Should I use a solicitor?
The short answer is “yes, if you can afford it”.
The first point to make is that some people who are getting divorced can sort out their finances between themselves. Many people do just that every year. Doing so successfully however, depends upon a number of things:
- You need a situation where both people are still able to talk to each other. Obviously that is not always the case. In the modern age discussions can of course take place over email and email provides a way of avoiding disputes about what was said.
- For a fair settlement you may need both sides to have the same level of education or negotiating clout. If you have a situation where one person has gone out to work more or has more qualifications, they may have an unfair advantage in negotiations over the finances.
- you need both people to know what they want and to know what a court would be likely to order. This can be one of the most difficult things to assess without the help of a lawyer.
Another point is that financial proceedings on divorce are very significant financially. In trying to work out your divorce you are dealing with very important financial decisions which will affect you for the rest of your life.
From both sides of the equation, the bread-winner’s side and the home-maker’s side, legal advice is likely to make a positive difference.
Let’s take a fairly common situation where the man is the bread-winner and the woman is the home-maker. Let’s say the parties have 2 children, who are 10 and 12. They have a house with a small mortgage on it.
From the man’s side he might suspect that his wife is going to need to stay in the house to provide a home for the children. How should that be achieved? Should he still get a share of the house at some stage? How much maintenance should he pay to his wife? How does that tie in with how much of the house his Wife receives? If his Wife keeps the house for a while who is going to pay the mortgage? Should his Wife get a share of his pension?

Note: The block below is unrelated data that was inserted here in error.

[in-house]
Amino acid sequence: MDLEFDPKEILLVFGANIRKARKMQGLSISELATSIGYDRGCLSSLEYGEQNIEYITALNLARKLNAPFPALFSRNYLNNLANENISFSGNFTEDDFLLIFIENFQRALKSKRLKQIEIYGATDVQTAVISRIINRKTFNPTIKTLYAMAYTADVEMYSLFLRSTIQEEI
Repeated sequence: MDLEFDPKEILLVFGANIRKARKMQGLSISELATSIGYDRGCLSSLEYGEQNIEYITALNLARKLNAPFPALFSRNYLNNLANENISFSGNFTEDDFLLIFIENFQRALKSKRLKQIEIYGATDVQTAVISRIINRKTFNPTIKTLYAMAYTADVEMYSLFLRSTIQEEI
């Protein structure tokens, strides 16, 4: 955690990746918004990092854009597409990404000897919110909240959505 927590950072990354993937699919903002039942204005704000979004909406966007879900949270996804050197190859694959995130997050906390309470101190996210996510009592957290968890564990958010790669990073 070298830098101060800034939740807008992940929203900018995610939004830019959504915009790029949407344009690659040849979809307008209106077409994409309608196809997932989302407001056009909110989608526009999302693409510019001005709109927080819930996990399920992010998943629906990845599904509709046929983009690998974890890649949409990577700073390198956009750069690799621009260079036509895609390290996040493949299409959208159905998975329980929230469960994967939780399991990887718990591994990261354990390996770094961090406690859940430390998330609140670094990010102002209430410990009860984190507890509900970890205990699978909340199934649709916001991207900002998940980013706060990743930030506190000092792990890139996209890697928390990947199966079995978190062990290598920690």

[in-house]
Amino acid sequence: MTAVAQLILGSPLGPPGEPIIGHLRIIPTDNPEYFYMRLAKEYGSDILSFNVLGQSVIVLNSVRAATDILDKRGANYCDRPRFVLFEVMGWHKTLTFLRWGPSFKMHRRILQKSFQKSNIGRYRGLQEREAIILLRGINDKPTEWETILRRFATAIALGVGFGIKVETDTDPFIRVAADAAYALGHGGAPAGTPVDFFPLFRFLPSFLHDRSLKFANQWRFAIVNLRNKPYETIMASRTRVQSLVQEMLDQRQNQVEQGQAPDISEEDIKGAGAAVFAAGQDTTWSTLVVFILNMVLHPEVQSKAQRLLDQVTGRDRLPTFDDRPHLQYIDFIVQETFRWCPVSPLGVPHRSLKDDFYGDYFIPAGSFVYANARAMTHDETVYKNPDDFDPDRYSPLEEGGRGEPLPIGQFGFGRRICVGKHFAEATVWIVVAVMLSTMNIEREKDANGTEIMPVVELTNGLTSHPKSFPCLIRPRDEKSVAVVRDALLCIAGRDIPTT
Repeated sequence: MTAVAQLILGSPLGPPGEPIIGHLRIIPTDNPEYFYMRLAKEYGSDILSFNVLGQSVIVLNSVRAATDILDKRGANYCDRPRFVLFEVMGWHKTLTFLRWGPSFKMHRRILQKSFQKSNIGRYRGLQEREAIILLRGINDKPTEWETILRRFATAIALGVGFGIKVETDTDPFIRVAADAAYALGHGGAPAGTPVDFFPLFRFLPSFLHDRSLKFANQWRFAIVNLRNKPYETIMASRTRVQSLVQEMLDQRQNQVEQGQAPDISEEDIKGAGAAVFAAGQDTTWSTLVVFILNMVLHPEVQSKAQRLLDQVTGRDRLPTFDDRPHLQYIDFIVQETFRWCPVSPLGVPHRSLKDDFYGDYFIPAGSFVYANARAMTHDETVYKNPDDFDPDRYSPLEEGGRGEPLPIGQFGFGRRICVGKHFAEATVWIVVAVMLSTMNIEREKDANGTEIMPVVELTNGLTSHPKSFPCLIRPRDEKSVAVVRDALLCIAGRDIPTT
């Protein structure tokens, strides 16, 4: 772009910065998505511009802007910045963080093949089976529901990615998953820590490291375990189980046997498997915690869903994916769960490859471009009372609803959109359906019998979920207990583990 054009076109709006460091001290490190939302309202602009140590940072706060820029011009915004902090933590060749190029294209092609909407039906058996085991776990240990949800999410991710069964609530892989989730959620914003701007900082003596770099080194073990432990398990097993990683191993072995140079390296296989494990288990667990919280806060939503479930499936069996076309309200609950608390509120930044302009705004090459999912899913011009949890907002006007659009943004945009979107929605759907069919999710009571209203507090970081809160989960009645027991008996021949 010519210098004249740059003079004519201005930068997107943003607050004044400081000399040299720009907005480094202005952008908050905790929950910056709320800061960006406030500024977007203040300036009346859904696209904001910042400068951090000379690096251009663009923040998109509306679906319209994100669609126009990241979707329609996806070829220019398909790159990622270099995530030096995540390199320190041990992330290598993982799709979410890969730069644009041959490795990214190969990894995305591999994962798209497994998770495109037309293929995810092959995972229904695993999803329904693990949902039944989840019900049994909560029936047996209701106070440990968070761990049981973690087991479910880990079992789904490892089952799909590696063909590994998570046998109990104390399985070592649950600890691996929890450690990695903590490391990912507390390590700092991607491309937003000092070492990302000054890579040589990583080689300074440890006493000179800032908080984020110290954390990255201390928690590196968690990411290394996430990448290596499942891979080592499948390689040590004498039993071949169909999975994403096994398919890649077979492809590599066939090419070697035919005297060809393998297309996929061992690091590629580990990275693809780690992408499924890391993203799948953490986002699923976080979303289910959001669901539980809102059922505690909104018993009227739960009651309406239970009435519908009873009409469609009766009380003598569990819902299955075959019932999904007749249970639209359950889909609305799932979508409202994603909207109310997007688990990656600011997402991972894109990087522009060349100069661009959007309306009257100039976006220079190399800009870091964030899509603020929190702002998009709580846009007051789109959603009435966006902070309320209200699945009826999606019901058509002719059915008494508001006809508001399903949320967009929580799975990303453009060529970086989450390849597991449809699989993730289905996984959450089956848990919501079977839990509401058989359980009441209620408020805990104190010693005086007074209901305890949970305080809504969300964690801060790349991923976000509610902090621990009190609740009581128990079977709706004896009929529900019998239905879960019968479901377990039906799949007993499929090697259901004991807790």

From the woman’s side the questions are probably exactly the same. The difficulty as people sometimes say is that “you don’t know what you don’t know”. What could the court order in a case like this?
Having a solicitor will help you in the following ways:
- A good solicitor will be of help to you because they understand the court procedure better than you. They know which documents to fill in and how to prepare for every stage of the case.
- The solicitor will take over dealing with the correspondence for you. They will help you with every aspect of the case, from what offers to make to whether you need any expert evidence. Having someone dealing with a case for you may be especially important if you have a schedule which is filled with work or childcare. Sometimes people are too “stressed” to deal with their divorce proceedings themselves.
- Perhaps most importantly a solicitor will know how to respond to the other side. They can tell you whether what the other side is saying has some weight or whether it is complete rubbish. They can prevent you being taken advantage of.
My answer at the start “you should use a solicitor if you can afford one” rather begs the question of how much it costs to run a matrimonial case from start to finish. Again it depends on the circumstances: how large the finances, how complicated the situation, how unreasonable the other side are.
Many firms offer a free initial consultation. This gives you a chance to meet them and decide what you think of them.
Some firms offer fixed price divorce packages.
For most people, divorce proceedings are funded using savings or by taking a loan from their parents or from a friend.
In some cases, it may be possible to get an order from a court that your spouse pays you a sum to allow you to get legal advice (see video: Money for legal costs).